Lincoln on Dred Scott decision: This does not establish settled doctrine…
(CUSA) – Comparing the decision to uphold slavery in 1857 to the court defined marriage edict in 2015 is tricky because critics say they are not morally equal. In fact, the issue is not to compare slavery to same-sex marriage but to religious freedom and democracy.
Over at the American Spectator, Jeffrey Lord makes the case that Lincoln would reject this decision not simply in moral grounds but on the partisan action of the court:
Writing gay marriage into the Constitution as once there was a Supreme Court decision that attempted to write slavery into the Constitution. Make no mistake. Whatever else the five lawyers in black robes thought they were doing with their ruling on gay marriage, they have opened the door — many think the door was already open — for a full-blown assault on religious liberty.
Who better to look to for a response to the Obergefell v. Hodges decision than the man who earned his marble statue on the Washington Mall by opposing the idea that the Dred Scott decision should be regarded as “settled law”?
Substitute the Supreme Court’s ruling on gay marriage — which many Americans see as yet another assault on religious liberty — with the hotly controversial issue of the Court’s 1857 Dred Scott decision on slavery… a deliberate attempt by Democrats on the bench to make slavery constitutional.
Lincoln’s own analysis of the case as an experienced lawyer and politician makes no mistake in recognizing that with the slim majority vote along partisan lines they strayed considerably from history and truth:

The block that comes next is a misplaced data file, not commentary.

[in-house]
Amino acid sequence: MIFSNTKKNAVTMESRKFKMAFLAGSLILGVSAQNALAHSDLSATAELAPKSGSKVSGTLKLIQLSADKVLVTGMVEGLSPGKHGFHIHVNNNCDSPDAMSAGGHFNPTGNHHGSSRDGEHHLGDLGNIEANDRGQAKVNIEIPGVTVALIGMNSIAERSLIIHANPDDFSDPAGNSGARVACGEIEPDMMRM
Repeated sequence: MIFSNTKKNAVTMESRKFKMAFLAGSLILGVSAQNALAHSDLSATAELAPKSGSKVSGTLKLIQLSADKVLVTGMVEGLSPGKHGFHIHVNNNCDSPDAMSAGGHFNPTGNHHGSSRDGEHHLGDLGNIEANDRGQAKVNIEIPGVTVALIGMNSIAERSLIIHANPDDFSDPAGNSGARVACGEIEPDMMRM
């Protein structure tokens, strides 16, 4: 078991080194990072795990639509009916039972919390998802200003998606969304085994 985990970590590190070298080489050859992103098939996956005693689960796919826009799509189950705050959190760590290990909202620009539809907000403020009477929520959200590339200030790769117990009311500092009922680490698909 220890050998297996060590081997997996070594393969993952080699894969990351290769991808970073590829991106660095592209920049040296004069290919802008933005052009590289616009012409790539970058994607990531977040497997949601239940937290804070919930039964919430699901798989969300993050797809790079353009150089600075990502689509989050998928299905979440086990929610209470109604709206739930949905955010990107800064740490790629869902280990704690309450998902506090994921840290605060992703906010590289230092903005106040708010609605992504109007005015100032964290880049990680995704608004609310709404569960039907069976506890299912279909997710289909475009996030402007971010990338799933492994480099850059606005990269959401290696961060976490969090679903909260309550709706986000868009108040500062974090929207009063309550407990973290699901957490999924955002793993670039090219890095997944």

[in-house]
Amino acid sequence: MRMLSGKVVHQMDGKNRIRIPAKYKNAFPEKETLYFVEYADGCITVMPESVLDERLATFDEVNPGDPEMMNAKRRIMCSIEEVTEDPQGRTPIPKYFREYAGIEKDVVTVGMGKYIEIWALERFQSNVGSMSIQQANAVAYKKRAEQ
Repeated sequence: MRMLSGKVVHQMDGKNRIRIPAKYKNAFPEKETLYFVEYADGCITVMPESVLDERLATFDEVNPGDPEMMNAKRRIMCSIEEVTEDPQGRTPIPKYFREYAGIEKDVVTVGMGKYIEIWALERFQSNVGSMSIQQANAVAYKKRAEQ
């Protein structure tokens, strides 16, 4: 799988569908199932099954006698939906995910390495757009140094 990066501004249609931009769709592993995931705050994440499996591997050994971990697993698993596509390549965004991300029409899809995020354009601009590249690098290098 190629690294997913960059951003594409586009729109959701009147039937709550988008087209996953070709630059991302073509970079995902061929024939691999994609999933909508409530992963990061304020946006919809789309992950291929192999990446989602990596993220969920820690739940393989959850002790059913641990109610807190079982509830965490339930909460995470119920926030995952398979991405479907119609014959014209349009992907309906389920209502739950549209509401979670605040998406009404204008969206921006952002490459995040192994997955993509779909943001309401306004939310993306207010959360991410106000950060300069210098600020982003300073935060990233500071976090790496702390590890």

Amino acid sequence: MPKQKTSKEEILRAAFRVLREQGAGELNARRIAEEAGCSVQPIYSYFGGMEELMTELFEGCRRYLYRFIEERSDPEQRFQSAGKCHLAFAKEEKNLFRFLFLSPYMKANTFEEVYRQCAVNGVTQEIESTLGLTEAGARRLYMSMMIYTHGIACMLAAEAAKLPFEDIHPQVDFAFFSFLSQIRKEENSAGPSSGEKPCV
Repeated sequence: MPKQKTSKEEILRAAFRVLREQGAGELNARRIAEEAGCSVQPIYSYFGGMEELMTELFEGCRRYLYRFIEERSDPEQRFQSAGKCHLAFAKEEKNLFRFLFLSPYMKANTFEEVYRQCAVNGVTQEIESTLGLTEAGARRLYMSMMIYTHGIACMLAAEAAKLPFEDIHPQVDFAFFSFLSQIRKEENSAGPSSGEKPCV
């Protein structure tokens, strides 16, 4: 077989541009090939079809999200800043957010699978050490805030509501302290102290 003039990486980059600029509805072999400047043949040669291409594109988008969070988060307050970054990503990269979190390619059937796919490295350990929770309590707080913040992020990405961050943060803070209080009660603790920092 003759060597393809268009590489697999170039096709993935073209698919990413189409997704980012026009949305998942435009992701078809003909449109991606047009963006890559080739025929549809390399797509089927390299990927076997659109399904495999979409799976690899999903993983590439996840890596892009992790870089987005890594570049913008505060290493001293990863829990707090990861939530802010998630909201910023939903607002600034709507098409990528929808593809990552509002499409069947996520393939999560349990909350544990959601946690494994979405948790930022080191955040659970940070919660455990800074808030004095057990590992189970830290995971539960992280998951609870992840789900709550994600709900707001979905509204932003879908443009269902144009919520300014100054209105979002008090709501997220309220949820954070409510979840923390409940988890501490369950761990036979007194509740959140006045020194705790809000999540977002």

If this important decision had been made by the unanimous concurrence of the judges, and without any apparent partisan bias, and in accordance with legal public expectation, and with the steady practice of the departments throughout our history, and had been in no part, based on assumed historical facts which are not really true;
Or, if wanting in some of these, it had been before the court more than once, and had there been affirmed and re-affirmed through a course of years, it then might be, perhaps would be, factious, nay, even revolutionary, to not acquiesce in it as a precedent.
But when, as it is true we find it wanting in all these claims to the public confidence, it is not resistance, it is not factious, it is not even disrespectful, to treat it as not having yet quite established a settled doctrine for the country….
So let us hope and better yet pray that our current Congress and new president also recognize this decision as a distortion of jurisprudence, history and truth. —DNW
Read Lord’s complete analysis at The American Spectator